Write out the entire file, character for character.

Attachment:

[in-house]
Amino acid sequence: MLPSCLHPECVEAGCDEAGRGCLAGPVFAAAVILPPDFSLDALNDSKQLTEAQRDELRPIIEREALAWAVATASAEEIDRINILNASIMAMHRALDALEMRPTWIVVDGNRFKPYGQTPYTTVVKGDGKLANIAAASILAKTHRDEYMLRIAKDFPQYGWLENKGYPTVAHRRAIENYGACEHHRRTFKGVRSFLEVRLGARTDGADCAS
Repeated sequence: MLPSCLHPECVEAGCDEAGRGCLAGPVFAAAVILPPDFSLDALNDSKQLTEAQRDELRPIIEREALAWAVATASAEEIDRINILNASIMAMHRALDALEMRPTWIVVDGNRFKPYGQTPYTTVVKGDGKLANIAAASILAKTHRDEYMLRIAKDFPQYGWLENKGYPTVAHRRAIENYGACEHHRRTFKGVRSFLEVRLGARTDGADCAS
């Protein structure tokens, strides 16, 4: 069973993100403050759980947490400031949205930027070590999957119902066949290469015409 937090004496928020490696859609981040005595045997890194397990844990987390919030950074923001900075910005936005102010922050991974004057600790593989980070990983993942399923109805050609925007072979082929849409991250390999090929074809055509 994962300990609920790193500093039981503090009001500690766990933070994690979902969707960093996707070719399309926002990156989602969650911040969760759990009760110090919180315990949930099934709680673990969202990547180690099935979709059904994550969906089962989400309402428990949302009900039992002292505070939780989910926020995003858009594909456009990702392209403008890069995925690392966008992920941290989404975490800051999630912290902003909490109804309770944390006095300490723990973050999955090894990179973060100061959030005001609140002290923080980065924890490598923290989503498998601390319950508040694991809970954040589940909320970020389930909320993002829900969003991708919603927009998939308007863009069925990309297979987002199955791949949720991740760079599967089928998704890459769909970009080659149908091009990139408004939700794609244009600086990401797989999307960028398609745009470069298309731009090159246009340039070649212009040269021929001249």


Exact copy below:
[in-house]
Amino acid sequence: MLPSCLHPECVEAGCDEAGRGCLAGPVFAAAVILPPDFSLDALNDSKQLTEAQRDELRPIIEREALAWAVATASAEEIDRINILNASIMAMHRALDALEMRPTWIVVDGNRFKPYGQTPYTTVVKGDGKLANIAAASILAKTHRDEYMLRIAKDFPQYGWLENKGYPTVAHRRAIENYGACEHHRRTFKGVRSFLEVRLGARTDGADCAS
Repeated sequence: MLPSCLHPECVEAGCDEAGRGCLAGPVFAAAVILPPDFSLDALNDSKQLTEAQRDELRPIIEREALAWAVATASAEEIDRINILNASIMAMHRALDALEMRPTWIVVDGNRFKPYGQTPYTTVVKGDGKLANIAAASILAKTHRDEYMLRIAKDFPQYGWLENKGYPTVAHRRAIENYGACEHHRRTFKGVRSFLEVRLGARTDGADCAS
């Protein structure tokens, strides 16, 4: 069973993100403050759980947490400031949205930027070590999957119902066949290469015409 937090004496928020490696859609981040005595045997890194397990844990987390919030950074923001900075910005936005102010922050991974004057600790593989980070990983993942399923109805050609925007072979082929849409991250390999090929074809055509 994962300990609920790193500093039981503090009001500690766990933070994690979902969707960093996707070719399309926002990156989602969650911040969760759990009760110090919180315990949930099934709680673990969202990547180690099935979709059904994550969906089962989400309402428990949302009900039992002292505070939780989910926020995003858009594909456009990702392209403008890069995925690392966008992920941290989404975490800051999630912290902003909490109804309770944390006095300490723990973050999955090894990179973060100061959030005001609140002290923080980065924890490598923290989503498998601390319950508040694991809970954040589940909320970020389930909320993002829900969003991708919603927009998939308007863009069925990309297979987002199955791949949720991740760079599967089928998704890459769909970009080659149908091009990139408004939700794609244009600086990401797989999307960028398609745009470069298309731009090159246009340039070649212009040269021929001249």